This gave him the same status as Carausius – so the clash was between two Augusti, rather than between an Augustus and a Caesar – and, in Imperial propaganda, Maximian was proclaimed Diocletian's brother, his equal in authority and prestige. Diocletian could not have been present at Maximian's appointment, causing Seeck to suggest that Maximian usurped the title and was only later recognized by Diocletian in hopes of avoiding civil war. This suggestion has not won much support, and the historian William Leadbetter has recently refuted it. Despite the physical distance between the emperors, Diocletian trusted Maximian enough to invest him with imperial powers, and Maximian still respected Diocletian enough to act in accordance with his will.

In theory, the Roman Empire was not divided by the dual imperium. Though divisions did take place – each emperor had his own court, army, and official residences – these were matters of practicality, not substance. Imperial propaganda from 287 on insists on a singular and indivisible Rome, a patrimonium indivisum. As the panegyrist of 289 declares to Maximian: "So it is that this great empire is a communal possession for both of you, without any discord, nor would we endure there to be any dispute between you, but plainly you hold the state in equal measure as once those two Heracleidae
In Greek mythology, the Heracleidae or Heraclids were the numerous descendants of Heracles , especially applied in a narrower sense to the descendants of Hyllus, the eldest of his four sons by Deianira Other Heracleidae included Macaria, Lamos, Manto, Bianor, Tlepolemus, and Telephus...

, the Spartan Kings
Kings of Sparta
Sparta was an important Greek city-state in the Peloponnesus. It was unusual among Greek city-states in that it maintained its kingship past the Archaic age. It was even more unusual in that it had two kings simultaneously, coming from two separate lines...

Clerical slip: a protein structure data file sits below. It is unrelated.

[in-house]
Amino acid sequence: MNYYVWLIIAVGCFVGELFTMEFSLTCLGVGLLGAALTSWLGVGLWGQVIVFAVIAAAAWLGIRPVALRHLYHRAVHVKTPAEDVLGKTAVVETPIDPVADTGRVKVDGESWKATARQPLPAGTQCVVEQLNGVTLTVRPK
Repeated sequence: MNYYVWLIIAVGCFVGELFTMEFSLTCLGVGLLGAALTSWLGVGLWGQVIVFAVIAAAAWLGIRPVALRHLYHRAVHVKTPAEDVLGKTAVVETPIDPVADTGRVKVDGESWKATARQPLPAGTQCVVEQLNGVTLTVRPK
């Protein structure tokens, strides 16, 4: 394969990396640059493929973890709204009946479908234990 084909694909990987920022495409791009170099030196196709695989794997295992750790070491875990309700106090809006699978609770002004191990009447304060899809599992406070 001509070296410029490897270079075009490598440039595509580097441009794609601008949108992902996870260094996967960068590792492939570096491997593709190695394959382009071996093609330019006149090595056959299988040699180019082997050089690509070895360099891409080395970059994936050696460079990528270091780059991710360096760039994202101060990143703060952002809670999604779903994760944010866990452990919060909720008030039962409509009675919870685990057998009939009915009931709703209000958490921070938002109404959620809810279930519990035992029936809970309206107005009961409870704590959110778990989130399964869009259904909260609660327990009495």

, had done." Legal rulings were given and imperial celebrations took place in both emperors' names; the same coins were issued in both parts of the empire. Diocletian sometimes issued commands to Maximian's province of Africa; Maximian could presumably have done the same for Diocletian's territory.

Campaigns in 286 and 287

Maximian realized that he could not immediately suppress Carausius and campaigned instead against Rhenish tribes. These tribes were probably greater threats to Gallic peace than Carausius in any case and included many supporters of Carausius. Although Maximian had many enemies along the river, they were more often in dispute with each other than in combat with the empire. Few clear dates survive for Maximian's campaigns on the Rhine beyond a general range of 285 to 288.
While receiving the consular fasces
Fasces are a bundle of wooden sticks with an axe blade emerging from the center, which is an image that traditionally symbolizes summary power and jurisdiction, and/or "strength through unity"...

on January 1, 287, Maximian was interrupted by news of a barbarian raid. Doffing his toga and donning his armor, he marched against the barbarians and, although they were not entirely dispersed, he celebrated a victory in Gaul later that year.

Maximian believed the Burgundian and Alemanni tribes of the Moselle
Moselle is a department in the east of France named after the river Moselle.- History :Moselle is one of the original 83 departments created during the French Revolution on March 4, 1790...

Vosges is a French department, named after the local mountain range. It contains the hometown of Joan of Arc, Domrémy.-History:The Vosges department is one of the original 83 departments of France, created on February 9, 1790 during the French Revolution. It was made of territories that had been...

 region to be the greatest threat, so he targeted them first. He campaigned using scorched earth tactics, laying waste to their land and reducing their numbers through famine and disease. After the Burgundians and Alemanni, Maximian moved against the weaker Heruli and Chaibones. He cornered and defeated them in a single battle. He fought in person, riding along the battle line until the Germanic forces broke. Roman forces pursued the fleeing tribal armies and routed them. With his enemies weakened from starvation, Maximian launched a great invasion across the Rhine. He moved deep into Germanic territory, bringing destruction to his enemies' homelands, and demonstrating the superiority of Roman arms. By the winter of 287, he had the advantage and the Rhenish lands were free of Germanic tribesmen. Maximian's panegyrist declared: "All that I see beyond the Rhine is Roman."

Joint campaign against the Alamanni